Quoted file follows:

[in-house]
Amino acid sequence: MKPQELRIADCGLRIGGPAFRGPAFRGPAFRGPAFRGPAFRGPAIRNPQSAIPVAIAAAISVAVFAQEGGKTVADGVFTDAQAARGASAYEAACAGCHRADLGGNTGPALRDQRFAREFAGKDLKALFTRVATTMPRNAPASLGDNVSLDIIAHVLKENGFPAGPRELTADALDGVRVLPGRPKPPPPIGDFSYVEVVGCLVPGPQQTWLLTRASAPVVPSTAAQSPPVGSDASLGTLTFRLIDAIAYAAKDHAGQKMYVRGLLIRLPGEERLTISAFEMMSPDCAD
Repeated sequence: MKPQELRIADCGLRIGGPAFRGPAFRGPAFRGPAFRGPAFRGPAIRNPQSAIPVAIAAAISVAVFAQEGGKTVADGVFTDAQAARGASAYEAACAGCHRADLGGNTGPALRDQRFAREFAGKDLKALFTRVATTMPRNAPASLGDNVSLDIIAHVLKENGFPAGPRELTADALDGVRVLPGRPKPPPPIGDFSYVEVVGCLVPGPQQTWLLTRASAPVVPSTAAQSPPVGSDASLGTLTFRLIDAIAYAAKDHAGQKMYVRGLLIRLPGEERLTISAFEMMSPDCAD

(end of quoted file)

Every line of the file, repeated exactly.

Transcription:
[in-house]
Amino acid sequence: MKPQELRIADCGLRIGGPAFRGPAFRGPAFRGPAFRGPAFRGPAIRNPQSAIPVAIAAAISVAVFAQEGGKTVADGVFTDAQAARGASAYEAACAGCHRADLGGNTGPALRDQRFAREFAGKDLKALFTRVATTMPRNAPASLGDNVSLDIIAHVLKENGFPAGPRELTADALDGVRVLPGRPKPPPPIGDFSYVEVVGCLVPGPQQTWLLTRASAPVVPSTAAQSPPVGSDASLGTLTFRLIDAIAYAAKDHAGQKMYVRGLLIRLPGEERLTISAFEMMSPDCAD
Repeated sequence: MKPQELRIADCGLRIGGPAFRGPAFRGPAFRGPAFRGPAFRGPAIRNPQSAIPVAIAAAISVAVFAQEGGKTVADGVFTDAQAARGASAYEAACAGCHRADLGGNTGPALRDQRFAREFAGKDLKALFTRVATTMPRNAPASLGDNVSLDIIAHVLKENGFPAGPRELTADALDGVRVLPGRPKPPPPIGDFSYVEVVGCLVPGPQQTWLLTRASAPVVPSTAAQSPPVGSDASLGTLTFRLIDAIAYAAKDHAGQKMYVRGLLIRLPGEERLTISAFEMMSPDCAD